It’s 2 a.m. and junior Carter Wade* stumbles through his front door. He’s hours past his curfew, and 20 milligrams of Xanax past what his body can sustain. Wade doesn’t remember being driven to a rehab center in a cop car. He wasn’t aware his body was being loaded into an ambulance after he became unconscious in the backseat. He couldn’t process that his heart was about to stop.
The defibrillators revived his heart, but not his memory – he learned of his brush with death the next morning from the police. They told him his heart had stopped due to the toxic amount of alcohol and Xanax he’d consumed, the same substances he’d been abusing for months. He never wants to touch it again he said.
Xanax, a prescription drug which combats anxiety and panic disorders, has become a recreational drug used by teens. In a Harbinger poll of 341 East students, 18 percent have taken Xanax before, and of those who have taken it 55 percent did so without prescription. What was once stored in orange pill bottles in medicine cabinets is now being exchanged in Ziplock baggies in restroom stalls at school like junior Jeremy Jennings*. People skip the prescription pills, instead opting to purchase “bars” – two milligrams of Xanax powder pressed into bars. Once “barred out,” students achieve a buzz similar to the effects of alcohol or smoking.
“You take it and after about 15 minutes, you get really relaxed,” Senior Joe Swanson* said. “If you’re just on bars, it’s just like you’re chilling, kinda dumb, and you forget a lot of stuff. If you mix it with alcohol you won’t remember s—, weed intensifies it.”
This “party drug” as Jennings calls it, has been popularized by its accessibility. While it may be dealt in school, the pill can be popped just about anywhere. Xanax is discrete. Odorless. Cheap. Students like Swanson are taking advantage of the ideal characteristics of Xanax in order to obtain a “buzz” similar to alcohol during class, without the fear of being caught due to smell or suspicion. Students take it to escape endless lectures and pointless presentations and instead, “don’t give a f–– about a thing,” as Jennings would say.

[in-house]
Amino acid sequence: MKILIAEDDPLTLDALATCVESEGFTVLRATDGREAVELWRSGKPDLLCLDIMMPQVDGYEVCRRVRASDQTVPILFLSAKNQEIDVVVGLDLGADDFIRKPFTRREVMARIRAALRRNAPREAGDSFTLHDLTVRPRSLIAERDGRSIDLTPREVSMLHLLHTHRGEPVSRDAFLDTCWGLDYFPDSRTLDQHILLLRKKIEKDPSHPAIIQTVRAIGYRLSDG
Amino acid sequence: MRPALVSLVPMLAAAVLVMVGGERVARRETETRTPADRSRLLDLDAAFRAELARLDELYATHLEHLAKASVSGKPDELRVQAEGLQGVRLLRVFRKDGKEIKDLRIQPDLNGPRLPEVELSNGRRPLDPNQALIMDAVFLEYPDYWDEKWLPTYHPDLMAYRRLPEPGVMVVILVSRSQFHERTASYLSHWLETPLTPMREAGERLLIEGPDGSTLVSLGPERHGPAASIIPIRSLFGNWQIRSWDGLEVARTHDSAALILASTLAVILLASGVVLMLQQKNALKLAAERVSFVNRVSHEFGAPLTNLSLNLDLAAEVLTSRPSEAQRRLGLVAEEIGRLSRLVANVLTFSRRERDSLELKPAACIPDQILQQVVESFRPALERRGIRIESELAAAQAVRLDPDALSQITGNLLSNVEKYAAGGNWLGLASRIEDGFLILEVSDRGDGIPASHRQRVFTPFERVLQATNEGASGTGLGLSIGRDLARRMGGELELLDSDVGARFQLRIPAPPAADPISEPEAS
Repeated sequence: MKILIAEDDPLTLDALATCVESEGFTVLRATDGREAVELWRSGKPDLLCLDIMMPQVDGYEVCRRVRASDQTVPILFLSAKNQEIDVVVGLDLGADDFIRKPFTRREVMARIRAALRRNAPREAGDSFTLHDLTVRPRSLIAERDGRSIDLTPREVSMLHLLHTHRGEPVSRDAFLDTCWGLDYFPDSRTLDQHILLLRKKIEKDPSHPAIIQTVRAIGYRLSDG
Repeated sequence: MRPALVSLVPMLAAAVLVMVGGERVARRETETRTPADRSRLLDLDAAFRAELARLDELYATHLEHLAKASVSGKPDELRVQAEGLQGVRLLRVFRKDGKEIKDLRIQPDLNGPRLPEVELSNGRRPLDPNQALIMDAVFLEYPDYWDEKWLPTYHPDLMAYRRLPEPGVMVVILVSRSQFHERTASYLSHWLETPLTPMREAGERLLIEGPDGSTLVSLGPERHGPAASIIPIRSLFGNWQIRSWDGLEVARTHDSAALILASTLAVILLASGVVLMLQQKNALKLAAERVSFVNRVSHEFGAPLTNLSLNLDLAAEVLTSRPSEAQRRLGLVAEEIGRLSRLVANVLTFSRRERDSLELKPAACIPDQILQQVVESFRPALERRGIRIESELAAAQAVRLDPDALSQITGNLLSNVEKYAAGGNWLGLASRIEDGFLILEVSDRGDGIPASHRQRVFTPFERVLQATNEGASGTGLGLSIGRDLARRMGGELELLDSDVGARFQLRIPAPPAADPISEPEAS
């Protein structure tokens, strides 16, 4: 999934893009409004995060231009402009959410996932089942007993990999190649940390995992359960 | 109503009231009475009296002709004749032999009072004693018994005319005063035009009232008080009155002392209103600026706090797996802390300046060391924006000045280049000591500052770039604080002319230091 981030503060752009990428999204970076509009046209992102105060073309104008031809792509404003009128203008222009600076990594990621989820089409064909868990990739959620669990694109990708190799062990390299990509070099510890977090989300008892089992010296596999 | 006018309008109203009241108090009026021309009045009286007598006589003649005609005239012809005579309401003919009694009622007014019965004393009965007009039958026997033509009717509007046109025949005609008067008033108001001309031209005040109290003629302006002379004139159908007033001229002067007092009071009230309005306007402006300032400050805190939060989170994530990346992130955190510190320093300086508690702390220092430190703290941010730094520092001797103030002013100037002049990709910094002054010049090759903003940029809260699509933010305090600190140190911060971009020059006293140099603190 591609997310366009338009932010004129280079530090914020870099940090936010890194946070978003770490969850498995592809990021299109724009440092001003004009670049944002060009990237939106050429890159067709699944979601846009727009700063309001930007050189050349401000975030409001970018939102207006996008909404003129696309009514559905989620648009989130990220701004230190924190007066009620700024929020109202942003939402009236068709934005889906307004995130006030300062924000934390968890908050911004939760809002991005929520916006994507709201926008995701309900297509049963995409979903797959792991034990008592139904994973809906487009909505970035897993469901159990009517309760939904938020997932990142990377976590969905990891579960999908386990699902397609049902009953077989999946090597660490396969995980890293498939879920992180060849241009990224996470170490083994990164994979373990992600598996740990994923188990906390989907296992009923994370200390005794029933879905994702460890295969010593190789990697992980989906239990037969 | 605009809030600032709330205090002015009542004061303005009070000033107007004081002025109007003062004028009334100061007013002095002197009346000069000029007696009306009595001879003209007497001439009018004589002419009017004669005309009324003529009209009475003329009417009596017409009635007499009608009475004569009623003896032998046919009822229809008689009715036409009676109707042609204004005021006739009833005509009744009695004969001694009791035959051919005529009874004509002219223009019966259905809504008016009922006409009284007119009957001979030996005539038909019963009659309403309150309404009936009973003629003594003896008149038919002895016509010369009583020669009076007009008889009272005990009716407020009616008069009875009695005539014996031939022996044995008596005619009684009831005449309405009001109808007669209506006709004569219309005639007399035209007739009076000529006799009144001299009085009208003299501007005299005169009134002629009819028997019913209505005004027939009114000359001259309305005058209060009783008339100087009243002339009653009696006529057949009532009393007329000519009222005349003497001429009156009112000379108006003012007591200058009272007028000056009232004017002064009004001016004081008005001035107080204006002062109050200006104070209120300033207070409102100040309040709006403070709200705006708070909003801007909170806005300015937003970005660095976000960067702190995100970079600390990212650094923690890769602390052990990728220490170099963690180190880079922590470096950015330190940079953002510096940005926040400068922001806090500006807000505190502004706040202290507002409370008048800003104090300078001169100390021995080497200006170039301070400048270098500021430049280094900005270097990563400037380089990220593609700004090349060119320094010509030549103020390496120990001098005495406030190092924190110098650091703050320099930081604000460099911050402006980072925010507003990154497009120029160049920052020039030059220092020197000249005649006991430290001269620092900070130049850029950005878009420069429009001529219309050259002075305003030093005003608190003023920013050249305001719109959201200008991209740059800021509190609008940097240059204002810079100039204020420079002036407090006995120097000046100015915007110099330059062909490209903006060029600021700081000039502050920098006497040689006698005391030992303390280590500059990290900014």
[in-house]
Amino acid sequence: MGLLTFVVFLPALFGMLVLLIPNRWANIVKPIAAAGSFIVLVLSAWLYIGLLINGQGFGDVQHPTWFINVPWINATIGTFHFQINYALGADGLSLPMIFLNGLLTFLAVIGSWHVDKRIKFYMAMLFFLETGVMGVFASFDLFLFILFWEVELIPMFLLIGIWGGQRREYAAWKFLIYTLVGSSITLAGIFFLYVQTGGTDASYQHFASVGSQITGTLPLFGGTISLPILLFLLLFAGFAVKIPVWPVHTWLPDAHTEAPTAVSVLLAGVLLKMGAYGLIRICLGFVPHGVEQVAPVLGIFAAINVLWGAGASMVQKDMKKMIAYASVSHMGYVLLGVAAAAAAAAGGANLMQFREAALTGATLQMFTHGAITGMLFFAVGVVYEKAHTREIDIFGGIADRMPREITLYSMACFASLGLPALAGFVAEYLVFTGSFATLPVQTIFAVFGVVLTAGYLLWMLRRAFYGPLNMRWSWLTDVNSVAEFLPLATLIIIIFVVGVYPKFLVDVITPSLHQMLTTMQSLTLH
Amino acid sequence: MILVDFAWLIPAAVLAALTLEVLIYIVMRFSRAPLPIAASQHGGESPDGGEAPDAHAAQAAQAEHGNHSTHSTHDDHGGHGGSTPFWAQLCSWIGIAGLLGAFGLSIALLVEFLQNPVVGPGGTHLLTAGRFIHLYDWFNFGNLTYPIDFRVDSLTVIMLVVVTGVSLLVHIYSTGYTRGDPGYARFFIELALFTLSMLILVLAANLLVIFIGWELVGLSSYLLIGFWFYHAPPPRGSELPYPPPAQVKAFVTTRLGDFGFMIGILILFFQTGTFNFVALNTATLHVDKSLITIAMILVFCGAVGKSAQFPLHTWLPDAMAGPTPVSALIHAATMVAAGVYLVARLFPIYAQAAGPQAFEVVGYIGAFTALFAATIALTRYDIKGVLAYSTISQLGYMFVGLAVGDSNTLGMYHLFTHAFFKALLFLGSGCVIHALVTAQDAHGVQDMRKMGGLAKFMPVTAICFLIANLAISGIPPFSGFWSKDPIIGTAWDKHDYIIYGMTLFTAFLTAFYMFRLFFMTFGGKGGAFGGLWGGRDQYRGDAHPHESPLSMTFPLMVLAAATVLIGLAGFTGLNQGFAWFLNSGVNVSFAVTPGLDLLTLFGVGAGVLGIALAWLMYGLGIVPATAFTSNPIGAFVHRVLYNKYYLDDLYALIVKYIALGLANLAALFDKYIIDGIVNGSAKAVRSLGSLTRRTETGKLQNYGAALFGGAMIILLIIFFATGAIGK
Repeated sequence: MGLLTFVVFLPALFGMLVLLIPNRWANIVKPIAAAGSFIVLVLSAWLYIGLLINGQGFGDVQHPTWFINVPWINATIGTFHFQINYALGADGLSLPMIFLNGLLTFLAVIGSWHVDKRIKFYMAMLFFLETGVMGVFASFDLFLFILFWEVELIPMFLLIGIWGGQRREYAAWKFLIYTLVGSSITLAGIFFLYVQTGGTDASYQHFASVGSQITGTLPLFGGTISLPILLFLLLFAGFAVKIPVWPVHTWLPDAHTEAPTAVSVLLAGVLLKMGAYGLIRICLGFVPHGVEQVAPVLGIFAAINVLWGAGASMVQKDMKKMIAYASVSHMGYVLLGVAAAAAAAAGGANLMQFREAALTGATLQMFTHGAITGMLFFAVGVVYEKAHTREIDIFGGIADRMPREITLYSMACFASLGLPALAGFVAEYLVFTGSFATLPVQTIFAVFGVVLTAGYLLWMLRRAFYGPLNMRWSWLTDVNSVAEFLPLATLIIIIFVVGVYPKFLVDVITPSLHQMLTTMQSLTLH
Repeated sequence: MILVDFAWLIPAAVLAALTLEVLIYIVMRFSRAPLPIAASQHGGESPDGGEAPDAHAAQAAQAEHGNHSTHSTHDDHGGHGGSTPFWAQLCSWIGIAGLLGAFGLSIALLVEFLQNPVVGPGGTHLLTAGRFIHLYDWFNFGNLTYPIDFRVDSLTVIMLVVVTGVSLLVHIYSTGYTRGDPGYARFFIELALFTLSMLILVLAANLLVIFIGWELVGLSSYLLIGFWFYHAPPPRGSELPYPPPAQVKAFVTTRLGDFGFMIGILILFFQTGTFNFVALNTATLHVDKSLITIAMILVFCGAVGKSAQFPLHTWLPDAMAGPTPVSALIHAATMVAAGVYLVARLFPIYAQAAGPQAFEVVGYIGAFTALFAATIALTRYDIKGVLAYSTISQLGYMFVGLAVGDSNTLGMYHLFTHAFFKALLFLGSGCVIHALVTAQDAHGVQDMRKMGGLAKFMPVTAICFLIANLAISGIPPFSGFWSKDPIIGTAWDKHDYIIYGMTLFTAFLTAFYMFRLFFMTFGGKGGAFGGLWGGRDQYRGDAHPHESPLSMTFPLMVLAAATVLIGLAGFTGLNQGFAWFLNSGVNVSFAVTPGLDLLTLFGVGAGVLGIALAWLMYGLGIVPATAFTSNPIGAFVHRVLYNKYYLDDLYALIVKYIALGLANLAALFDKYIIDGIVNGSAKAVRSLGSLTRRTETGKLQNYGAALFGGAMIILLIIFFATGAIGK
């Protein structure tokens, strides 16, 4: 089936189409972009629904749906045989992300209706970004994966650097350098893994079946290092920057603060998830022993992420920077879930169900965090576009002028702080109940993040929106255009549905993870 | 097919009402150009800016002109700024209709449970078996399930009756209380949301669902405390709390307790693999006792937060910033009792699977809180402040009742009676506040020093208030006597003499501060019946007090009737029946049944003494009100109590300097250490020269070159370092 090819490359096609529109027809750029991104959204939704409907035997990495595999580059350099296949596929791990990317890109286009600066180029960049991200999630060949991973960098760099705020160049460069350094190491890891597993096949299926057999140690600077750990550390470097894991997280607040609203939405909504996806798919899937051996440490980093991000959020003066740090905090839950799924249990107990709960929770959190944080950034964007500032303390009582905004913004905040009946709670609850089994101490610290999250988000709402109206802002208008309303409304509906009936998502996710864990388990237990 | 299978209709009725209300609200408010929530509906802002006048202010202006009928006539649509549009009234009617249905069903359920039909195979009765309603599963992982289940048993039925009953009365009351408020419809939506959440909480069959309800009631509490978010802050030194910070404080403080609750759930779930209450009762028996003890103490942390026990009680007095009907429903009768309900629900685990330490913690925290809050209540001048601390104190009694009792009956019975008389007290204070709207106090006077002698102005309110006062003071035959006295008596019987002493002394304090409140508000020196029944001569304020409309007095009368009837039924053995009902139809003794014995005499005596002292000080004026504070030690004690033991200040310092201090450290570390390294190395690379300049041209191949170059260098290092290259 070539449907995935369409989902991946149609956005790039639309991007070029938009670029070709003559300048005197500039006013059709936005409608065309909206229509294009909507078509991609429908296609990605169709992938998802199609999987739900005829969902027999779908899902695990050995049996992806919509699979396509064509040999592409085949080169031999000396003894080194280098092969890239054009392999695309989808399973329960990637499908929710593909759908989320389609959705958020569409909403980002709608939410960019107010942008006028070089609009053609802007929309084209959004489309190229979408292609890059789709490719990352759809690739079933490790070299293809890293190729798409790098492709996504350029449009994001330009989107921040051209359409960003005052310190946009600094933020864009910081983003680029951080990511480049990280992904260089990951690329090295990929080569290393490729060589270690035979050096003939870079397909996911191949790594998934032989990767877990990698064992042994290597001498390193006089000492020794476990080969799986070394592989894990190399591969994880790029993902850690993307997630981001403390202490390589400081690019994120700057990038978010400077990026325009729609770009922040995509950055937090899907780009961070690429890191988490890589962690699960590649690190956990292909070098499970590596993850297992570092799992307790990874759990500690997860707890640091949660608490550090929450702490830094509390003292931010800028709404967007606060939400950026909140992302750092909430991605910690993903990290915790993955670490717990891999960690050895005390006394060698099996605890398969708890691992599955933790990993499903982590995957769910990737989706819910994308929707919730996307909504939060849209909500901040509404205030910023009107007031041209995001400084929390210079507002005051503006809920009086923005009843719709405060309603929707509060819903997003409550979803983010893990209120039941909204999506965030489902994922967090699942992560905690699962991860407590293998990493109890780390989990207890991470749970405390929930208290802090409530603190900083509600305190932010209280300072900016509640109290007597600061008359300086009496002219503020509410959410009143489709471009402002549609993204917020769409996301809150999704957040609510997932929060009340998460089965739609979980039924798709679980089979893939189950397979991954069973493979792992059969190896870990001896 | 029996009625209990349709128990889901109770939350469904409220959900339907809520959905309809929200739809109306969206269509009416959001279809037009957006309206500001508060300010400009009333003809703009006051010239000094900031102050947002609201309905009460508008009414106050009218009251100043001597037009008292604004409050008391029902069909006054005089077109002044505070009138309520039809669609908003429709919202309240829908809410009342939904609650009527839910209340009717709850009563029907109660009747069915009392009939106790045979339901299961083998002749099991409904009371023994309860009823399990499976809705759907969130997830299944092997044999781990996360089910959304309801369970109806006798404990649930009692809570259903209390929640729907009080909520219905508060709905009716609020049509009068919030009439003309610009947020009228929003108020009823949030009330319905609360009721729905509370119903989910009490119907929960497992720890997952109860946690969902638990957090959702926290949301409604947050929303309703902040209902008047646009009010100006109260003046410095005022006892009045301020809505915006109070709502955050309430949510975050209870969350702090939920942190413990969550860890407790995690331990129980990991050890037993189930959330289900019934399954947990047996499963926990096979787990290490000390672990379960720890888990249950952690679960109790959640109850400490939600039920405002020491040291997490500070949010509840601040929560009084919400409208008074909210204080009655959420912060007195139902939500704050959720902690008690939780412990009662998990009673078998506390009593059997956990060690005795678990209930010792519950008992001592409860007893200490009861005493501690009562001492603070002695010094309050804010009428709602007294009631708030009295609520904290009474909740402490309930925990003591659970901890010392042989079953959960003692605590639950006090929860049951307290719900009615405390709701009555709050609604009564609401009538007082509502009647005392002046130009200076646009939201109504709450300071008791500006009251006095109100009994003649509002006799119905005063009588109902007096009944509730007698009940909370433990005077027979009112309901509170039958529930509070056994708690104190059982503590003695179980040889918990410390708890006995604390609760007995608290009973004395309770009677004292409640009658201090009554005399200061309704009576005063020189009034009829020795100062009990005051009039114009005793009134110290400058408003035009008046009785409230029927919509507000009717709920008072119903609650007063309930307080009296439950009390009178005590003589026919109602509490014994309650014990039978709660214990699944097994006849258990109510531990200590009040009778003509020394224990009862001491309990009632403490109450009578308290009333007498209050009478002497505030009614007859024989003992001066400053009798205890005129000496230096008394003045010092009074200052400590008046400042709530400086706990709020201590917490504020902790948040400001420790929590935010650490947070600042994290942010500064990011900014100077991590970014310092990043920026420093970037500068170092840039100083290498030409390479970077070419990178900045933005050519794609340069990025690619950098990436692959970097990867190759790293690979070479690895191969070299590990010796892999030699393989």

“A big part of it is that it is so easy,” Wade said. “When you are smoking, it is easy to get caught, cause you smell and you actually have to smoke it. With the pill, you can do it in front of anybody. You don’t have to think twice.”
Xanax, or Alprazolam, belongs to the family of benzodiazepines. These “benzos” slow down normal body functions, such as heart rate and breathing, according to Dr. Tama Sawyer, head of the Poison Control Center at the University of Kansas Health System.
Xanax can be found floating around “anywhere without cameras,” according to Jennings. A poll taken of 338 students showed that 21 percent of students have been offered Xanax at school; 19 percent of those students actually took the pill.
Jennings takes the pass out of his class to go buy a bag of bars from the bathrooms and locker room. But inside East is not the only location you can find the drug. Junior Peter Stockton spent two hours of a day looking up YouTube videos on how to access the Dark Web. After exchanging U.S. dollars for Bitcoin, Stockton was able to buy Xanax for 25 cents a bar and ship it to an abandoned house he knew of. Swanson just gets it from his “boss.”
During one lunch period, Swanson made $175 dealing Xanax to students. According to Swanson, he probably deals to 10 students consistently within East and upwards of 200 outside of East. He turns a profit by selling the bars for nearly twice the normal rate; if he bought 100 bars for $50, he would sell each for $5, profiting $150. According to him, he has the Xanax market of Kansas “locked down.”
“My bosses have a Dark Web order coming in for me Monday,”Swanson said. “I don’t know how they do it, they just tell me they’re getting like 5,000 bars for $400.”
Yet the drug’s abuse continues after the 2:40 p.m. bell rings, whether it be at home, work or Saturday night parties. Once outside of school, Xanax is added to the long list of other drugs that students are able to obtain, which leads to lethal combinations.
According to Traci Tucci, a recovery advocate at the rehabilitation center First Call Recovery Center, people who misuse central nervous system depressants, or downers, are more likely to abuse other types as well, mainly alcohol.
When mixed, the two downers double the effects of the substances in the brain: Xanax intensifies the alcohol, while the alcohol intensifies the Xanax. Sawyer said since Xanax and alcohol affect the same areas of the brain, mixing them makes one more susceptible to memory loss or complete blackouts.